UPDATE – February 17, 2021: As a follow-up to Chris Lema’s February 17, 2017 post about Jetpack plugin performance, Chris has now written an excellent blog post about a new “Jetpack Boost” plugin that aims to speed up your site. Your mileage with Jetpack Boost may still vary, so be sure to test, adjust, and test some more until you get the right balance of features and performance. Now, on with the original post…
JetPack is a hog. There. I said it. Many people love Jetpack for its utility and ease of use. But for as popular a plugin as it is, it sure bogs down WordPress with all of its external server requests.
One of Webidextrous’ clients was super-focused on site speed and page speed, as well they should be. Most site owners know that Google has ratcheted up its emphasis on page speed in recent years and that it has been downranking sites that are too slow.
A Quick Analysis of Jetpack and WordPress Performance
Want to know what we did? First, to motivate you even further, let’s start with the results we got. The graph below shows that Jetpack is indeed a resource hog, adding up to 1.5 seconds of extra page load time.
Nobody wants that, even if it’s just momentary. But this was happening on a regular basis, and it was adding up. Over the prior 7 days, Jetpack had “leaked” about 1.5 hours of page load time!
Yes, Jetpack can be convenient. But at this price? No thank you.
How to Speed Up Any WordPress Website That Uses Jetpack
Our strategy was to “remove and replace”. We picked through each of this client’s enabled Jetpack “apps”, found a suitable replacement, and installed that instead. Once we finished, we disabled Jetpack. Forever. Because we don’t want our pages to take forever to load. All told, it took a bit over an hour to remove and replace.
Here’s what we removed, and what we replaced it with:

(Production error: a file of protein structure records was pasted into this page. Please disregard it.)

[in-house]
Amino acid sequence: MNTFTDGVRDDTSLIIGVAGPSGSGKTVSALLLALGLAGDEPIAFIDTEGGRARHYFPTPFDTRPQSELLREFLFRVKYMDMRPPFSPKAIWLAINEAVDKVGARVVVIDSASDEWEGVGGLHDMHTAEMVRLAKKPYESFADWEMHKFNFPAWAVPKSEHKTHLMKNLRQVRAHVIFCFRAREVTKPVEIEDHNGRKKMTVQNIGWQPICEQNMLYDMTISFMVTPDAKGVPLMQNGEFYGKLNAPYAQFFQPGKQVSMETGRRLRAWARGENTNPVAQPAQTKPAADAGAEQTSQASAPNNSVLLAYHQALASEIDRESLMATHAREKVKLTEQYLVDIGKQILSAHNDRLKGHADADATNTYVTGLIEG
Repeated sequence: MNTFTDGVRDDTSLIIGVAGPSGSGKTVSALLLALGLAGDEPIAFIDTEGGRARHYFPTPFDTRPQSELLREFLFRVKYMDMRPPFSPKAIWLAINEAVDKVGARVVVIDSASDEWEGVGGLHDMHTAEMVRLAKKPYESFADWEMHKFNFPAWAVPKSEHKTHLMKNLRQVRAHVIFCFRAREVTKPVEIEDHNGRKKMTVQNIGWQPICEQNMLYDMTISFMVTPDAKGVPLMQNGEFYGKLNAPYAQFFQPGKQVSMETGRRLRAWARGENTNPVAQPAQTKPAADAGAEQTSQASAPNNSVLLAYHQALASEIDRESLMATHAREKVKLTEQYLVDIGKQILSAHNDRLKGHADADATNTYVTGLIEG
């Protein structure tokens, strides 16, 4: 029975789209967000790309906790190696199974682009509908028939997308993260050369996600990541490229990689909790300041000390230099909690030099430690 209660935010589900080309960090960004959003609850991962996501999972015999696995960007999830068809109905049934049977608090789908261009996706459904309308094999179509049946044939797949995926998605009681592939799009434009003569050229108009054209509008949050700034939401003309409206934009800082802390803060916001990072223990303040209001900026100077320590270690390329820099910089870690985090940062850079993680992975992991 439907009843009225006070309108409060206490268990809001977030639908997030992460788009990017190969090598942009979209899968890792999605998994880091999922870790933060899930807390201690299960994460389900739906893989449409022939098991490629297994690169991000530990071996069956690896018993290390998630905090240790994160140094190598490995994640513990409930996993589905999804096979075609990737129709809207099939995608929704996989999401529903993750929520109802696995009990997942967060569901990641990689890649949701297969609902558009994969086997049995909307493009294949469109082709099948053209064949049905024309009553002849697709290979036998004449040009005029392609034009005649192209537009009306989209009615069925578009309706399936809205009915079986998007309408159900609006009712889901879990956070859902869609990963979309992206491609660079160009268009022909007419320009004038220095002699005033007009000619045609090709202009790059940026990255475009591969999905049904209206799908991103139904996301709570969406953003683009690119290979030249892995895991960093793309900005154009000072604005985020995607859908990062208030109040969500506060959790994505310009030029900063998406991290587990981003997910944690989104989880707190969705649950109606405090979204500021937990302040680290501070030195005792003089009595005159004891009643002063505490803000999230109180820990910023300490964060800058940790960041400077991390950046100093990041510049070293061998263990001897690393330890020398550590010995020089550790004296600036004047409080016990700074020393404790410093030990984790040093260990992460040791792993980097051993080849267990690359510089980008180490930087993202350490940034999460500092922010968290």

|Jetpack Site Stats||Google Analytics for WordPress by MonsterInsights|
|Jetpack Sharing||AddToAny Share Buttons|
|Jetpack Related Posts||WordPress Related Posts|
|Jetpack Subscriptions||MailPoet Newsletters|
|Jetpack Gravatar Hovercards||JP Gravatar Hovercards*|
|Jetpack Enhanced Distribution||https://codex.wordpress.org/Update_Services#XML-RPC_Ping_Services or http://www.prelovac.com/vladimir/wordpress-ping-list/|
|Jetpack Photon||Use CloudFlare. It covers a multitude of page speed and image size sins. You’re welcome.|
|Jetpack Extra Sidebar Widgets||The client only had images in the footer sidebar, so we replaced the Jetpack widget with the native Text widget and used plain old HTML.|
|Jetpack Widget Visibility||JP Widget Visibility*|
|Jetpack Custom CSS||Honestly, we don’t know why this is even in Jetpack. WordPress already provides CSS customization natively. And people who need it usually already know this or know how to add styles to a child theme. So this is never really necessary.|
* Okay, we cheated. A bit. An enterprising developer just separated the individual plugins from Jetpack and republished them separately in the WordPress Plugins Directory. They still do the job but don’t have the main Jetpack plugin’s overhead to do so. And Automattic is totally cool with people doing this. We think.
So, that’s it. Now your web server issues fewer external web requests and your site loads faster. Enjoy!
Latest posts by Rob Watson (see all)
- Custom Work Done Right Is Worth Paying For! - January 27, 2021
- How to Update WordPress Without Breaking It - November 12, 2020
- WordPress Advantages and Disadvantages: Setting the Record Straight - November 11, 2020
- 6 Steps to a Divi Contact Form with Convenient Populated Country and Time Zone Drop Down Lists - November 10, 2020
- 5 Best Tips to Improve WooCommerce Security - November 9, 2020